“A champion is defined not by their wins but by how they can recover when they fall.” — Serena Williams
In the days since tennis phenomenon Serena Williams announced her retirement, pundits and sports commentators have enthusiastically engaged in the age-old game of debating her status as the Greatest of All Time.
Her statistics have been analyzed relentlessly and measured against her contemporaries alike. As the sport and its technology have evolved, different strengths and skills have become more relevant than others. With nearly three decades of dominance over her sport, the timespan of her career is unprecedented. Comparing and contrasting athletes of different eras is as much an American pastime as any particular sport.
But for those of us firmly in the G.O.A.T. camp, her place in the pantheon — not just of tennis, but of professional sports as a whole — is defined by more than just her performance on the court. Like others who have claimed the status — particularly the first to claim it, Muhammad Ali — Serena has been a transformational player, upending the global image of what a woman tennis player looks like, how she trains and how she plays, how she dresses, and how she behaves.
Even the issue of her retirement itself is following a unique path. Her stunning performance this week at the U.S. Open — which she declared to be her last — has raised questions about her plans for the near future. “I’ve been pretty vague about it, right?” she told The New York Times. “I’m going to stay vague because you never know.”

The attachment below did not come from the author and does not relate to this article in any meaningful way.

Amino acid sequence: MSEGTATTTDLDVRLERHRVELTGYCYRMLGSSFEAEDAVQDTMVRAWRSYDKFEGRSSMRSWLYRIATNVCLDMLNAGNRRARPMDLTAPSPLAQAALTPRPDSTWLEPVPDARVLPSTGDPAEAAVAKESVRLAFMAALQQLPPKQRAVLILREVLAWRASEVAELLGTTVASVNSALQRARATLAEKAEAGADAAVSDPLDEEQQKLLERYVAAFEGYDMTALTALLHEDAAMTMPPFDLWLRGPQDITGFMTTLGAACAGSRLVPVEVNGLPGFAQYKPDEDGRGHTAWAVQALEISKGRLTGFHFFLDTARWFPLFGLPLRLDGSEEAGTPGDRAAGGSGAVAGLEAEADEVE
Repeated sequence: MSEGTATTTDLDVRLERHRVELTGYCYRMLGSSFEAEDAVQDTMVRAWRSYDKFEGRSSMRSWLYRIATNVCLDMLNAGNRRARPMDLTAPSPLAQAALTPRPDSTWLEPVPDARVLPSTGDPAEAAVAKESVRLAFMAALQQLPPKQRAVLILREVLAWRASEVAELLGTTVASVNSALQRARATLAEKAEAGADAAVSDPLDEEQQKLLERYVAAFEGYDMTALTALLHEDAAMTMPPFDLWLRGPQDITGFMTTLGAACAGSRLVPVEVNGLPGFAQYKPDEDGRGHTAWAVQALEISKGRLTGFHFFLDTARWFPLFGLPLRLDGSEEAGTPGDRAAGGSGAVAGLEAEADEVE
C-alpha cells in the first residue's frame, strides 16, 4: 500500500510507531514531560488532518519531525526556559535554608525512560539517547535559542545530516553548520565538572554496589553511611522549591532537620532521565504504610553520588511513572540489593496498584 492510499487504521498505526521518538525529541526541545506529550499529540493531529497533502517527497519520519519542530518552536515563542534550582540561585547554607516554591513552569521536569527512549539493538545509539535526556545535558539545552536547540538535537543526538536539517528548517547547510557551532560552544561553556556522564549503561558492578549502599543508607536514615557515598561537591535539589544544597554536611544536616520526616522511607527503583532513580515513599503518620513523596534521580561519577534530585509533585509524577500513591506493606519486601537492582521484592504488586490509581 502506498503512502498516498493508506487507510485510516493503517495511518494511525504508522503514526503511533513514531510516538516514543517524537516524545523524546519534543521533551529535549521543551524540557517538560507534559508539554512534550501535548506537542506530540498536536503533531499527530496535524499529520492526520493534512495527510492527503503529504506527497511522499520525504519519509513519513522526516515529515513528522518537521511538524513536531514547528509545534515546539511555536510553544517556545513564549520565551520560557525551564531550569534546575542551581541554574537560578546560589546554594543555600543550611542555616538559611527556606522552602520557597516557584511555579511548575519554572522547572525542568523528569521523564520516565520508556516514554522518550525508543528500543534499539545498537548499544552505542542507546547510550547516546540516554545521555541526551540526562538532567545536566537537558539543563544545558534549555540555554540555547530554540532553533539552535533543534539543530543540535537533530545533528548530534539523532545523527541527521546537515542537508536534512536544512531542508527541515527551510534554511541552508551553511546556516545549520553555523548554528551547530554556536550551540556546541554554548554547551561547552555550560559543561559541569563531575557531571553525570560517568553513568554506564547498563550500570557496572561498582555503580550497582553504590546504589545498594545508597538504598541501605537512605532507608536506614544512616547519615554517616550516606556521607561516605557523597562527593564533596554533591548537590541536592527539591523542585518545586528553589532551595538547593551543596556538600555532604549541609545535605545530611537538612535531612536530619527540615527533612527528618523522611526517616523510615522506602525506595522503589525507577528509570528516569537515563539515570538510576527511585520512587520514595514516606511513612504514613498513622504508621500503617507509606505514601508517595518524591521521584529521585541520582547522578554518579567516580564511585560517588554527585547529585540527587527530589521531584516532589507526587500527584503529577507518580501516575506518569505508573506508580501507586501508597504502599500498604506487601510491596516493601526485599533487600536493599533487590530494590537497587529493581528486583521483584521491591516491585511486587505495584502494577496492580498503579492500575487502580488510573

Like the legend whose name graces the stadium where Serena currently is delivering her captivating performance, Arthur Ashe, Serena is a Black player in a sport that remains dominated by whites more than half a century after Althea Gibson blazed a trail as the first first African American player to compete in a U.S. national tennis competition. And like both Ashe and Gibson, racism has been as formidable a challenge as any opponent across the net. Fellow players, officials, and the media have openly mocked her muscular physique with racist and sexist taunts. She was tested for drugs twice as often as her peers.
Serena has been fearless both in calling out and combating the racial barriers she has faced: after spectators subjected them to racist abuse at the Indian Wells Masters in 2001, both sisters boycotted Williams boycotted the tournament for 14 years. Serena’s exuberant expressions of joy on the court and her adamant repudiation of slights fly in the face of the demure standards of decorum imposed on Black women in the public eye.
She has called out racism off the court as well: her near-death experience after giving birth to her daughter in 2017 — an experience she attributes to systemic racism in the health care system — shone a light on the alarming Black maternal mortality rate. Black women are nearly three times as likely to die after childbirth than white women from preventable complications.
Whether this U.S. Open really is her last, Serena will remain an icon of Black excellence and #BlackGirlMagic. The National Urban League congratulates her and wishes her all the best in the next phase of her inspirational career.
Morial is president/CEO of the National Urban League.